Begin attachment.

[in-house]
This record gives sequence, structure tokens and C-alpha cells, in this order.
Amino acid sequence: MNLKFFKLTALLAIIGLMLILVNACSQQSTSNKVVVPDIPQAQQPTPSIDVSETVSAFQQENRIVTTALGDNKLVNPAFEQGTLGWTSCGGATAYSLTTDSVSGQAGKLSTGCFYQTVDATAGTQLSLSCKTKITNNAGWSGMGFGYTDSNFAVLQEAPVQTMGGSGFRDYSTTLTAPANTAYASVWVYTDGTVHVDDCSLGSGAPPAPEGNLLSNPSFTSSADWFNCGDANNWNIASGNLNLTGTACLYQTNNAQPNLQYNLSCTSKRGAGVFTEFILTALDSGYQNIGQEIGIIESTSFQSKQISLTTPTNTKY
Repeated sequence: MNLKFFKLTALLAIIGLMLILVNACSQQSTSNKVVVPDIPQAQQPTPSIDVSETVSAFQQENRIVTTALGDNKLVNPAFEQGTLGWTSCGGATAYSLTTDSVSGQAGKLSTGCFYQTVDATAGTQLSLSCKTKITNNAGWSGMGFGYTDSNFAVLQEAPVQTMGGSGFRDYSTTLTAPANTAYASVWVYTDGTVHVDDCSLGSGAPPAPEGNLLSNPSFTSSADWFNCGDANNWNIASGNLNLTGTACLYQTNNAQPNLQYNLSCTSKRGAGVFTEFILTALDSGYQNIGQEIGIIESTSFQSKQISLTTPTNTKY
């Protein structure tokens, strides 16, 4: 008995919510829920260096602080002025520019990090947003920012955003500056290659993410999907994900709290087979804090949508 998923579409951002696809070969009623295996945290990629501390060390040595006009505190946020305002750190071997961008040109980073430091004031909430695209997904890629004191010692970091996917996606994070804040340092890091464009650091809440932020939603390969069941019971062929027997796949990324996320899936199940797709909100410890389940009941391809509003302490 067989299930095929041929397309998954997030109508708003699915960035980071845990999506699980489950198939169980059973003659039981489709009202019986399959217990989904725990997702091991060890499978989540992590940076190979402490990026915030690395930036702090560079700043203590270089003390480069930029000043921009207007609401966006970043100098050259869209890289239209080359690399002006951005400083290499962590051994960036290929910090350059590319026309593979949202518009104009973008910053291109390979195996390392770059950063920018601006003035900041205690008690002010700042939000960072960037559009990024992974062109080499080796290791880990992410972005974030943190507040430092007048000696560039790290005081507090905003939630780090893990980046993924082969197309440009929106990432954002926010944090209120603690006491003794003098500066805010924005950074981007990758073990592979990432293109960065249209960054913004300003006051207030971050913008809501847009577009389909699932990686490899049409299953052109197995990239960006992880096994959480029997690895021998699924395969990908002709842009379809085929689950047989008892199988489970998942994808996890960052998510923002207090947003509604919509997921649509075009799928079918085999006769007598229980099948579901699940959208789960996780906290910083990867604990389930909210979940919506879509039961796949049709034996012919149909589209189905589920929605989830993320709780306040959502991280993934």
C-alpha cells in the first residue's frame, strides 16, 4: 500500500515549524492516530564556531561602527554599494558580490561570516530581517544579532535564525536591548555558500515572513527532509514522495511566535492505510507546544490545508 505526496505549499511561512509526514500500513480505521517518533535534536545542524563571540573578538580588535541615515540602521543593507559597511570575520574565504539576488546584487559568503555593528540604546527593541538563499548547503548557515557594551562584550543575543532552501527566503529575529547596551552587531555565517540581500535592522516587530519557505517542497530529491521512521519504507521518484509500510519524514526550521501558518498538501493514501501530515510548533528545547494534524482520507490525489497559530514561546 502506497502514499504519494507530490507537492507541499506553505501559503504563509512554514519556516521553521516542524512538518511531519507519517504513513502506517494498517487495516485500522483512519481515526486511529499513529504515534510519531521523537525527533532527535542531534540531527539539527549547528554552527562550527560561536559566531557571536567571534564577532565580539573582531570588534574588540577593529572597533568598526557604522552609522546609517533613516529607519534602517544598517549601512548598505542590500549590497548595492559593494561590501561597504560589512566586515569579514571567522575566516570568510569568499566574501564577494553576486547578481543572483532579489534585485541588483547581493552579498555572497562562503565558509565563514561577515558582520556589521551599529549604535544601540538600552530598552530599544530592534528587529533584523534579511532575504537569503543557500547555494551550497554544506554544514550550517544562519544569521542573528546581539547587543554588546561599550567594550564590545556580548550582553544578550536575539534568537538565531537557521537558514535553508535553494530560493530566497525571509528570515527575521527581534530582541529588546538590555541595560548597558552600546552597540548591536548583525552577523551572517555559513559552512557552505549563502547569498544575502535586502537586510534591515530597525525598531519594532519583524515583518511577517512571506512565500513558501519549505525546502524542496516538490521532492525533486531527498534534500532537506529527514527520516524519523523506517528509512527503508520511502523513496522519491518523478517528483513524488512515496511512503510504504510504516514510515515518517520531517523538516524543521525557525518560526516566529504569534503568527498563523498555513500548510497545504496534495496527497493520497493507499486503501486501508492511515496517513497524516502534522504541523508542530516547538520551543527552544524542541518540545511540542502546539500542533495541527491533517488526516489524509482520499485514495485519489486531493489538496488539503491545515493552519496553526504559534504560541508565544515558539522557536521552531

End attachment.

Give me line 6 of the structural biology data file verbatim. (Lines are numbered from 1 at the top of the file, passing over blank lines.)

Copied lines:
C-alpha cells in the first residue's frame, strides 16, 4: 500500500515549524492516530564556531561602527554599494558580490561570516530581517544579532535564525536591548555558500515572513527532509514522495511566535492505510507546544490545508 505526496505549499511561512509526514500500513480505521517518533535534536545542524563571540573578538580588535541615515540602521543593507559597511570575520574565504539576488546584487559568503555593528540604546527593541538563499548547503548557515557594551562584550543575543532552501527566503529575529547596551552587531555565517540581500535592522516587530519557505517542497530529491521512521519504507521518484509500510519524514526550521501558518498538501493514501501530515510548533528545547494534524482520507490525489497559530514561546 502506497502514499504519494507530490507537492507541499506553505501559503504563509512554514519556516521553521516542524512538518511531519507519517504513513502506517494498517487495516485500522483512519481515526486511529499513529504515534510519531521523537525527533532527535542531534540531527539539527549547528554552527562550527560561536559566531557571536567571534564577532565580539573582531570588534574588540577593529572597533568598526557604522552609522546609517533613516529607519534602517544598517549601512548598505542590500549590497548595492559593494561590501561597504560589512566586515569579514571567522575566516570568510569568499566574501564577494553576486547578481543572483532579489534585485541588483547581493552579498555572497562562503565558509565563514561577515558582520556589521551599529549604535544601540538600552530598552530599544530592534528587529533584523534579511532575504537569503543557500547555494551550497554544506554544514550550517544562519544569521542573528546581539547587543554588546561599550567594550564590545556580548550582553544578550536575539534568537538565531537557521537558514535553508535553494530560493530566497525571509528570515527575521527581534530582541529588546538590555541595560548597558552600546552597540548591536548583525552577523551572517555559513559552512557552505549563502547569498544575502535586502537586510534591515530597525525598531519594532519583524515583518511577517512571506512565500513558501519549505525546502524542496516538490521532492525533486531527498534534500532537506529527514527520516524519523523506517528509512527503508520511502523513496522519491518523478517528483513524488512515496511512503510504504510504516514510515515518517520531517523538516524543521525557525518560526516566529504569534503568527498563523498555513500548510497545504496534495496527497493520497493507499486503501486501508492511515496517513497524516502534522504541523508542530516547538520551543527552544524542541518540545511540542502546539500542533495541527491533517488526516489524509482520499485514495485519489486531493489538496488539503491545515493552519496553526504559534504560541508565544515558539522557536521552531